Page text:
This study examines how metadiscourse is manipulated to build rhetorical structures and emphasize interpersonal connections in emails written by native speakers of Chinese and English. Participants were asked to compose request emails addressed to recipients of either higher or equal social status. Results reveal that emails in both languages employ a greater number and broader range of interpersonal metadiscourse markers compared to textual ones, reflecting the highly task-oriented and interactive nature of computer-mediated communication. Social factors also play a role, with relatively higher volumes and varieties of metadiscourse markers observed in emails to recipients of higher social status. Nevertheless, metadiscourse analyzed reveal significant differences in terms of socio-cultural tendencies. Emails written in English exhibit an overall higher frequency of metadiscourse markers compared to those in Chinese. This is especially true for markers signaling transitions (e.g. but), hedges (e.g. maybe), and self-mentions (e.g. my). Emails written in Chinese, on the other hand, more frequently adopt attitude markers (e.g. hopefully), as well as stress the addresser-addressee relationship through explicit in-text references to the recipient, but not to the sender themselves, a preference even more salient in emails to recipients of higher social status. Conversely, such engagement (e.g. you) and self-mention markers (e.g. I) are found in equal distribution in emails composed in English, regardless of differences in social power. This study concludes with a discussion on the underlying factors affecting metadiscourse usage, with the goal of providing insight as to the unique linguistic and cultural features of discourse in the email genre.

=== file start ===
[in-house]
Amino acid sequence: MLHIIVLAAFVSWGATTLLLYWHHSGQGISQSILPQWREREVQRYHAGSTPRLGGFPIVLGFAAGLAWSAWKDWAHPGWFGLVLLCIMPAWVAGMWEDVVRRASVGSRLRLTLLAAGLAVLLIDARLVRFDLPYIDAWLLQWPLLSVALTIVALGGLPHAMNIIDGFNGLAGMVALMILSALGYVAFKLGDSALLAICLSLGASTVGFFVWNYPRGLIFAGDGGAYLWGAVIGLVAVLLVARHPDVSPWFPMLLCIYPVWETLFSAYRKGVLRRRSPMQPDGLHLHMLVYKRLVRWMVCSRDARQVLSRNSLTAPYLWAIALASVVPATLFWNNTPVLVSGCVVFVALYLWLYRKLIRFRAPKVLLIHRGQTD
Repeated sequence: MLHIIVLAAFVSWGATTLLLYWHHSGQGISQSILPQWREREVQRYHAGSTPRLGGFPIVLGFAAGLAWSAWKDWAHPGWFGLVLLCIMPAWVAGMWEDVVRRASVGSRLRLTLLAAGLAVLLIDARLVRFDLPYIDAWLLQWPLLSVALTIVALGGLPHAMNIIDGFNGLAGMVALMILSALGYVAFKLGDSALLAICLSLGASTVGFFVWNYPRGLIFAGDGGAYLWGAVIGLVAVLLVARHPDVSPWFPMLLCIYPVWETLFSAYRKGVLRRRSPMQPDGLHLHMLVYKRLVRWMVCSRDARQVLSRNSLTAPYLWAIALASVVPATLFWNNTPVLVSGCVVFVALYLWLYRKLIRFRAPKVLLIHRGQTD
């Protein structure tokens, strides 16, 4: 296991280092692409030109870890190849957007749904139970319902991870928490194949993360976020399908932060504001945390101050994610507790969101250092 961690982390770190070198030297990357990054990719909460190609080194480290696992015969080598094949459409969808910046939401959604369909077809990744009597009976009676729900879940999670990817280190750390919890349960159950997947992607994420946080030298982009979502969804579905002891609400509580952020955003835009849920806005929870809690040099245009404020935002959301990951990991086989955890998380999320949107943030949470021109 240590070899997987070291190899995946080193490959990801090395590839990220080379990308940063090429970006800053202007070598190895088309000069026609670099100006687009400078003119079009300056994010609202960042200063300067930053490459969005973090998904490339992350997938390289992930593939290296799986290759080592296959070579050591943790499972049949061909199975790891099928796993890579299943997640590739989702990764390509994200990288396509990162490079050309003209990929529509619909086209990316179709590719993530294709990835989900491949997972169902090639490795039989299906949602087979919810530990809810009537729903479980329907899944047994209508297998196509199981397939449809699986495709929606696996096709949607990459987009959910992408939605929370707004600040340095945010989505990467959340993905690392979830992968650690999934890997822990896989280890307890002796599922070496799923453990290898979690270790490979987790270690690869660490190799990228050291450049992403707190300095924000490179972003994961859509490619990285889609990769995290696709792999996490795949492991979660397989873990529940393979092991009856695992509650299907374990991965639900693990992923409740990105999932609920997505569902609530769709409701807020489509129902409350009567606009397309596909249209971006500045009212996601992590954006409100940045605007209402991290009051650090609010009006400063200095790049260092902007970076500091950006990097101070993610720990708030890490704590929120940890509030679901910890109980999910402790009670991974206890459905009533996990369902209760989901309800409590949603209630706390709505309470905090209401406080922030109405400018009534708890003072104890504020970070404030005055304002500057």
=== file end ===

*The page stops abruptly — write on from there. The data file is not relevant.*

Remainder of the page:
Chia-Ling Hsieh, National Taiwan Normal University, Taiwan
Kankanit Potikit, National Taiwan Normal University, Taiwan
Daniel Marvin Rodabaugh, National Taiwan Normal University, Taiwan
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